Potential factors of specialists' willingness to write editorial and commentary: a retrospective study based on 5,091 invitations

Hengrui Liang, Lujiao Ye, Wenhua Liang, Runchen Wang, Fan Ge, Lihua Fan, Yao Zhu, Grace S. Li, Stephen D. Wang, Kevin Phan, Alan Sihoe, Kaiping Zhang, Jianxing He*

*Corresponding author for this work

    Research output: Contribution to journalArticlepeer-review

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    Background: Editorials and commentaries (E/C) are common article categories and usually solicited by editors in many journals. However, not all experts accept invitation for an E/C essay for a variety of reasons. We conducted this study to explore the potential influence factors contributing whether an invitation to write E/C is accepted by a specialist.

    Methods: Data of invited E/C from all journals of AME Publishing Company between January 1st, 2018 and December 31st, 2018 were retrospectively identified and consecutively collected. Acceptance of writing E/C from experts was recorded as "positive", while acceptance without submission, refusal, or no response, were all recorded as "negative". Factors that could potentially affect invitation acceptance were generally categorized as being related to three areas: original studies, inviting journals, and experts.

    Results: A total of 5,091 invitations were sent to 4,788 experts from 79 different countries or areas to write E/C on 695 research papers from 43 journals, with a total positive acceptance rate of 18.88%. Greece (40.54%), India (36.8%), and Brazil (35.42%) were the top three countries for acceptance rate. Surgeons (surgeons 23.80% vs. non-surgeons 17.05%; P<0.001) and oncologists (oncologists 22.57% vs. non-oncologists 17.58%; P=0.029) were more likely to accept the E/C invitations. The acceptance rate decreased with the increasing number of published articles of an expert (P=0.005). The acceptance rate was the highest (28.03%) when an inviting journal was indexed in both SCIE and PubMed. ABS, VATS and JTD ranked as the top three journals with the highest invitation acceptance rate. The impact factor of journals on which original papers were published had a negative correlation with the invitation acceptance rate (P=0.015). Database-related studies had the highest acceptance rate (21.66%), while translational (16.49%) and basic studies (16.56%) had a significantly lower acceptance rate among all study types.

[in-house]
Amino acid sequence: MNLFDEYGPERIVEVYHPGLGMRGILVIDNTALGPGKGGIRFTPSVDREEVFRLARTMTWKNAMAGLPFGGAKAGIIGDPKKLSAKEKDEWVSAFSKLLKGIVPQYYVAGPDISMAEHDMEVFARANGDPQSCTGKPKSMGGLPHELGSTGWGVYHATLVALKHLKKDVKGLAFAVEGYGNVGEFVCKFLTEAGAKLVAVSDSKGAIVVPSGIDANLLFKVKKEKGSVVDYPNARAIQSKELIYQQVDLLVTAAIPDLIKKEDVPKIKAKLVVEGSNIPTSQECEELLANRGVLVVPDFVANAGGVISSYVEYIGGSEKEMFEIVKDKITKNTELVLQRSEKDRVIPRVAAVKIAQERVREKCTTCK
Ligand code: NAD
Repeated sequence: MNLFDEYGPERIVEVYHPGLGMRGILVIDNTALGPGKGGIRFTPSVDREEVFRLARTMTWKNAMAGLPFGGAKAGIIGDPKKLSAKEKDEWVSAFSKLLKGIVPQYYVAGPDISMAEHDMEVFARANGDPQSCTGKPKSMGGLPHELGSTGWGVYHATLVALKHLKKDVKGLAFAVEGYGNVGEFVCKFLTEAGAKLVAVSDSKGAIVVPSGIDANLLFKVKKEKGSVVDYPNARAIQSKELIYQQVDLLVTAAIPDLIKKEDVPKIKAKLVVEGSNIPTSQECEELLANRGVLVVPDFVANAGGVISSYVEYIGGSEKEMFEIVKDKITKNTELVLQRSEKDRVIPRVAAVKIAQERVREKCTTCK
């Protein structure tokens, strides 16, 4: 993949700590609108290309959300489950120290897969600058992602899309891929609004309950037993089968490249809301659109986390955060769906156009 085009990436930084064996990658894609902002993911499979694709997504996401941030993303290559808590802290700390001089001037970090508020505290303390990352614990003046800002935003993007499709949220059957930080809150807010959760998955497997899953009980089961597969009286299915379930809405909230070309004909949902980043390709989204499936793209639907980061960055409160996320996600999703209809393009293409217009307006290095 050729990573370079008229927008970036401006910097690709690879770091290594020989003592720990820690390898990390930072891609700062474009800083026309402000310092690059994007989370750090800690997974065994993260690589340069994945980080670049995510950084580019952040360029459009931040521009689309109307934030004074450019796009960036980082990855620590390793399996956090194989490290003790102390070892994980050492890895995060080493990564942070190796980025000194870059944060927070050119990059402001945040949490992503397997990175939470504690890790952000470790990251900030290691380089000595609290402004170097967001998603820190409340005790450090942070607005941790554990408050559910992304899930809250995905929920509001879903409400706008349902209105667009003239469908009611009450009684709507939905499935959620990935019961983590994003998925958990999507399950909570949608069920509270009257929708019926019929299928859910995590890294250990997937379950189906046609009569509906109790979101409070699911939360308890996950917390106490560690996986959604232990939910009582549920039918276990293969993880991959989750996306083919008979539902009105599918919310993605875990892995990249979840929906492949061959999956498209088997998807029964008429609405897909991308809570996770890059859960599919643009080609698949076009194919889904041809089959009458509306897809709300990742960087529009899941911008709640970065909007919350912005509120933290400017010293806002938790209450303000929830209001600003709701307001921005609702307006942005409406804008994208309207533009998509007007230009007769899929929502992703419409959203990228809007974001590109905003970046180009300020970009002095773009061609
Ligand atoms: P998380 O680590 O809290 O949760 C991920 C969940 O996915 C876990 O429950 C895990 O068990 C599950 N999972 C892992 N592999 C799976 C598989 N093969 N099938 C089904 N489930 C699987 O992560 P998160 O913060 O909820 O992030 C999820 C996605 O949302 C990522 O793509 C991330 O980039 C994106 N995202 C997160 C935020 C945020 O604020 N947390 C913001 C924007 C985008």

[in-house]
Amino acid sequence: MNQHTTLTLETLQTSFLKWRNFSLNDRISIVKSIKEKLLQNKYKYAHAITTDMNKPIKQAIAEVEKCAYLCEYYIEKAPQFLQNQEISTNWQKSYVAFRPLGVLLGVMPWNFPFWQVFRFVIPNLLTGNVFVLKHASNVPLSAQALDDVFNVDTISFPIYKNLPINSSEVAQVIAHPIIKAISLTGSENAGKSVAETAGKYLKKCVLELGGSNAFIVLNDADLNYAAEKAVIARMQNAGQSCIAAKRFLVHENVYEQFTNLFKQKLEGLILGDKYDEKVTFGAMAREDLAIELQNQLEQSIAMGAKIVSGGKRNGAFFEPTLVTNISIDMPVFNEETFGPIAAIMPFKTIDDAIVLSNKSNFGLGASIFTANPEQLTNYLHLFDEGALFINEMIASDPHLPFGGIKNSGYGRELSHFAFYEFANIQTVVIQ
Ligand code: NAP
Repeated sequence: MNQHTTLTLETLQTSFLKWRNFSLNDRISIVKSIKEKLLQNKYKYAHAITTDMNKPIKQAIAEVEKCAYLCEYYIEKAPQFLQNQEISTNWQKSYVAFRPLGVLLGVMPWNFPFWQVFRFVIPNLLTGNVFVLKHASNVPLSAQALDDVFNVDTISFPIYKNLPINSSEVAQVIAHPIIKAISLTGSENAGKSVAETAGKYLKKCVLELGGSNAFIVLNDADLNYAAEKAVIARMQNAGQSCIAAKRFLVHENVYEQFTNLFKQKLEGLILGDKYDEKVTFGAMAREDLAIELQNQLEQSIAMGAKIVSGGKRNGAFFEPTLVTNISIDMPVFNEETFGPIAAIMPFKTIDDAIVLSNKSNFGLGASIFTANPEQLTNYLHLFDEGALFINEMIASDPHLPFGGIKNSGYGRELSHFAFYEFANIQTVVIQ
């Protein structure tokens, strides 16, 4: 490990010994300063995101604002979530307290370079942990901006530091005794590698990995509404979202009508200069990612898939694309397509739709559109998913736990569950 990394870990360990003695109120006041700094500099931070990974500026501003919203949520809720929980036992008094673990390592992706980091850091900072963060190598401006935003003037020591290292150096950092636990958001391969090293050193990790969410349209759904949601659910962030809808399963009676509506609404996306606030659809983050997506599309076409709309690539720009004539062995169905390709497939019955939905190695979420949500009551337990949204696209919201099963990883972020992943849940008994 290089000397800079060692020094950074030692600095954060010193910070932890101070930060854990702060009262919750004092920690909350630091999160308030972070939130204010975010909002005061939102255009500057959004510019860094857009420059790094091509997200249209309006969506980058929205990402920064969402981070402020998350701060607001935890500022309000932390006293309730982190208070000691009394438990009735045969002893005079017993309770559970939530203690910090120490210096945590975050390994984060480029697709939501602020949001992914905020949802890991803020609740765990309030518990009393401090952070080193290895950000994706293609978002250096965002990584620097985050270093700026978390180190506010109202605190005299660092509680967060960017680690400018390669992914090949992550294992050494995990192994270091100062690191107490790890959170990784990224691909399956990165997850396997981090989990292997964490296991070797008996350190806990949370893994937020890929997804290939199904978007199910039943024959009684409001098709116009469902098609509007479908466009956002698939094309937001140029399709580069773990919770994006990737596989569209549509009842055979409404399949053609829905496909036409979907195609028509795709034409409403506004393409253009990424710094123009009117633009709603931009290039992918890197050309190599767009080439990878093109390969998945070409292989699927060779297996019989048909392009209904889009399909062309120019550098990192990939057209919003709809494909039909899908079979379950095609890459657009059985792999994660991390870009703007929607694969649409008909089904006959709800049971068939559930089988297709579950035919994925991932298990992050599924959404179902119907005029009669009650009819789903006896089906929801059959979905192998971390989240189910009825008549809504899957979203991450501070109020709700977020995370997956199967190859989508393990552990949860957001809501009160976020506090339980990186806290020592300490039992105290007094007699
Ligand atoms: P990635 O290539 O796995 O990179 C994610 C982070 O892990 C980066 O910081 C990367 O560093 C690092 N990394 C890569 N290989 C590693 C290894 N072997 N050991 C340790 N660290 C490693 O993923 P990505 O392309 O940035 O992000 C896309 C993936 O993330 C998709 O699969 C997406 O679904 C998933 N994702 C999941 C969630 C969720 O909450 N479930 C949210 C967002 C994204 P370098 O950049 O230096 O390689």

Conclusion: Original studies, inviting journals, and expert-related factors were all influence factors on the acceptance rate/willingness to write of E/C from invitations.

    Original languageEnglish
    Article number805
    Pages (from-to)1-9
    Number of pages9
    JournalAnnals of Translational Medicine
    Issue number24
    Publication statusPublished - Dec 2019

    Bibliographical note

    Copyright the Publisher. Version archived for private and non-commercial use with the permission of the author/s and according to publisher conditions. For further rights please contact the publisher.


    • Editorials
    • commentary
    • AME Publishing Company
    • academic communication


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